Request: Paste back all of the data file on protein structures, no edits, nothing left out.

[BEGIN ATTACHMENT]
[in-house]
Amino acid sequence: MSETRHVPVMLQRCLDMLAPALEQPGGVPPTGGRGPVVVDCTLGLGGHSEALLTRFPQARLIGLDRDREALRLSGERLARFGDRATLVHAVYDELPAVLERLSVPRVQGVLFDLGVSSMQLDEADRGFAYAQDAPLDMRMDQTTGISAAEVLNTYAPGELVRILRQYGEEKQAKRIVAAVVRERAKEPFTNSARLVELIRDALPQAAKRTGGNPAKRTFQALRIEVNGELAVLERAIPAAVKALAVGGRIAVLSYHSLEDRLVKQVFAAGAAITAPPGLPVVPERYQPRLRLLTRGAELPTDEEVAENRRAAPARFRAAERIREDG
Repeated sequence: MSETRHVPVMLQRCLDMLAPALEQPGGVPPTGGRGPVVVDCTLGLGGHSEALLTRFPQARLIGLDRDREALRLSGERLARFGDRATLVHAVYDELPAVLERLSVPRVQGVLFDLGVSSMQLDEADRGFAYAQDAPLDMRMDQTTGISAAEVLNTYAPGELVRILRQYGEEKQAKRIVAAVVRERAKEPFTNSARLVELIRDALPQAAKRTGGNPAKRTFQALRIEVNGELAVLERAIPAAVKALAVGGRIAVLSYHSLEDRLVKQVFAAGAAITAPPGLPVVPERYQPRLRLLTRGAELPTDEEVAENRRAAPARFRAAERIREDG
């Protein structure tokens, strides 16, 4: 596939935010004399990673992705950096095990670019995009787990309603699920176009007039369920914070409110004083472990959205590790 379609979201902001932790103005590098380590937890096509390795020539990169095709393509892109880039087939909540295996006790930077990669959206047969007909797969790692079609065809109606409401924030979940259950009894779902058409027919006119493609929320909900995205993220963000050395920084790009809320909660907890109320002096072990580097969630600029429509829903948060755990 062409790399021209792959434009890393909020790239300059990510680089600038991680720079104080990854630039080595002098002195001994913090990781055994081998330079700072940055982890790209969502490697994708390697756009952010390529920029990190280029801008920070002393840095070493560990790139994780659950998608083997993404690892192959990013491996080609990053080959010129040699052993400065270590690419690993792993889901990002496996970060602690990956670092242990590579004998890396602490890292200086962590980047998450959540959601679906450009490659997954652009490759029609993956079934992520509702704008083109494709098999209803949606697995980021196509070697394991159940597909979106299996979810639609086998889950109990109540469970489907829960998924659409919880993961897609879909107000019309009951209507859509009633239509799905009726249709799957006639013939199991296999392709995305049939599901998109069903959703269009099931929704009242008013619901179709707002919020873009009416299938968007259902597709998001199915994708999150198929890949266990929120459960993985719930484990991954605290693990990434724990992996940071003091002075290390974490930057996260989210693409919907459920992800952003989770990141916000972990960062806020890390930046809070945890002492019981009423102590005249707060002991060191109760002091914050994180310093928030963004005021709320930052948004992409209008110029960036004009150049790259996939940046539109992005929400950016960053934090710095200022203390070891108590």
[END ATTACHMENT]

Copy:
[in-house]
Amino acid sequence: MSETRHVPVMLQRCLDMLAPALEQPGGVPPTGGRGPVVVDCTLGLGGHSEALLTRFPQARLIGLDRDREALRLSGERLARFGDRATLVHAVYDELPAVLERLSVPRVQGVLFDLGVSSMQLDEADRGFAYAQDAPLDMRMDQTTGISAAEVLNTYAPGELVRILRQYGEEKQAKRIVAAVVRERAKEPFTNSARLVELIRDALPQAAKRTGGNPAKRTFQALRIEVNGELAVLERAIPAAVKALAVGGRIAVLSYHSLEDRLVKQVFAAGAAITAPPGLPVVPERYQPRLRLLTRGAELPTDEEVAENRRAAPARFRAAERIREDG
Repeated sequence: MSETRHVPVMLQRCLDMLAPALEQPGGVPPTGGRGPVVVDCTLGLGGHSEALLTRFPQARLIGLDRDREALRLSGERLARFGDRATLVHAVYDELPAVLERLSVPRVQGVLFDLGVSSMQLDEADRGFAYAQDAPLDMRMDQTTGISAAEVLNTYAPGELVRILRQYGEEKQAKRIVAAVVRERAKEPFTNSARLVELIRDALPQAAKRTGGNPAKRTFQALRIEVNGELAVLERAIPAAVKALAVGGRIAVLSYHSLEDRLVKQVFAAGAAITAPPGLPVVPERYQPRLRLLTRGAELPTDEEVAENRRAAPARFRAAERIREDG
């Protein structure tokens, strides 16, 4: 596939935010004399990673992705950096095990670019995009787990309603699920176009007039369920914070409110004083472990959205590790 379609979201902001932790103005590098380590937890096509390795020539990169095709393509892109880039087939909540295996006790930077990669959206047969007909797969790692079609065809109606409401924030979940259950009894779902058409027919006119493609929320909900995205993220963000050395920084790009809320909660907890109320002096072990580097969630600029429509829903948060755990 062409790399021209792959434009890393909020790239300059990510680089600038991680720079104080990854630039080595002098002195001994913090990781055994081998330079700072940055982890790209969502490697994708390697756009952010390529920029990190280029801008920070002393840095070493560990790139994780659950998608083997993404690892192959990013491996080609990053080959010129040699052993400065270590690419690993792993889901990002496996970060602690990956670092242990590579004998890396602490890292200086962590980047998450959540959601679906450009490659997954652009490759029609993956079934992520509702704008083109494709098999209803949606697995980021196509070697394991159940597909979106299996979810639609086998889950109990109540469970489907829960998924659409919880993961897609879909107000019309009951209507859509009633239509799905009726249709799957006639013939199991296999392709995305049939599901998109069903959703269009099931929704009242008013619901179709707002919020873009009416299938968007259902597709998001199915994708999150198929890949266990929120459960993985719930484990991954605290693990990434724990992996940071003091002075290390974490930057996260989210693409919907459920992800952003989770990141916000972990960062806020890390930046809070945890002492019981009423102590005249707060002991060191109760002091914050994180310093928030963004005021709320930052948004992409209008110029960036004009150049790259996939940046539109992005929400950016960053934090710095200022203390070891108590």